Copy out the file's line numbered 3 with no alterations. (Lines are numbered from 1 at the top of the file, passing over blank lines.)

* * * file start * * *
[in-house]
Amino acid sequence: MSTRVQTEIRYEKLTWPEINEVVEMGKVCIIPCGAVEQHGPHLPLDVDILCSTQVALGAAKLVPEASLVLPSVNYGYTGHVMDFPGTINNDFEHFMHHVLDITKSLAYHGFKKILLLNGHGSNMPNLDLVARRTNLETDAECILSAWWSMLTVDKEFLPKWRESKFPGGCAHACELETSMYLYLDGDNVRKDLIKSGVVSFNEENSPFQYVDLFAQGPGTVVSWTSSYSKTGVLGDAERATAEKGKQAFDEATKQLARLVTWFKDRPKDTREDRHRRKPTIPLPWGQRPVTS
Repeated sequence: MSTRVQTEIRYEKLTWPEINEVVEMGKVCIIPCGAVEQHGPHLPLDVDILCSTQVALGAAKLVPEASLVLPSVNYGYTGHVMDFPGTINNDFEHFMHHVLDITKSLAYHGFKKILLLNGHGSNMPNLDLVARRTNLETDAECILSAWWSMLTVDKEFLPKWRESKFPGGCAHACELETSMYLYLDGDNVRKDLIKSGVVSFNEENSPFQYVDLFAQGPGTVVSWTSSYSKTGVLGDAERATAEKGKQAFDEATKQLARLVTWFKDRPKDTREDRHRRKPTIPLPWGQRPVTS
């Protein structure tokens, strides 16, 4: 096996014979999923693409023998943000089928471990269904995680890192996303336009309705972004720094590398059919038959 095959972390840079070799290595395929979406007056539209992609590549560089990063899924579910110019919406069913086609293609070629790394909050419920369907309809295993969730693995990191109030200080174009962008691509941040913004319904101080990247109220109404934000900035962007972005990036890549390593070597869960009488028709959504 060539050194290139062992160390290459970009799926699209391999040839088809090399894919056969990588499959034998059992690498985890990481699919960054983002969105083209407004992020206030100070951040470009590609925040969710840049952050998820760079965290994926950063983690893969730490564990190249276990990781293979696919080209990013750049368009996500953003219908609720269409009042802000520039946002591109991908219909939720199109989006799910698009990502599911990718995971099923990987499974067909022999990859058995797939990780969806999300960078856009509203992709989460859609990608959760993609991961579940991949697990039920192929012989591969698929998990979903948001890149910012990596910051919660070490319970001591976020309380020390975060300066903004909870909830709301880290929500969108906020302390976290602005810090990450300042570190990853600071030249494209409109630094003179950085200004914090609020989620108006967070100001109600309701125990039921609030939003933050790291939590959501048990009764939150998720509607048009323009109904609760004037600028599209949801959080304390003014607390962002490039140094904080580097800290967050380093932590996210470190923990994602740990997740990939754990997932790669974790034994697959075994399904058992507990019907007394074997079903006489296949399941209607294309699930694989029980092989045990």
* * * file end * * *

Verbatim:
Repeated sequence: MSTRVQTEIRYEKLTWPEINEVVEMGKVCIIPCGAVEQHGPHLPLDVDILCSTQVALGAAKLVPEASLVLPSVNYGYTGHVMDFPGTINNDFEHFMHHVLDITKSLAYHGFKKILLLNGHGSNMPNLDLVARRTNLETDAECILSAWWSMLTVDKEFLPKWRESKFPGGCAHACELETSMYLYLDGDNVRKDLIKSGVVSFNEENSPFQYVDLFAQGPGTVVSWTSSYSKTGVLGDAERATAEKGKQAFDEATKQLARLVTWFKDRPKDTREDRHRRKPTIPLPWGQRPVTS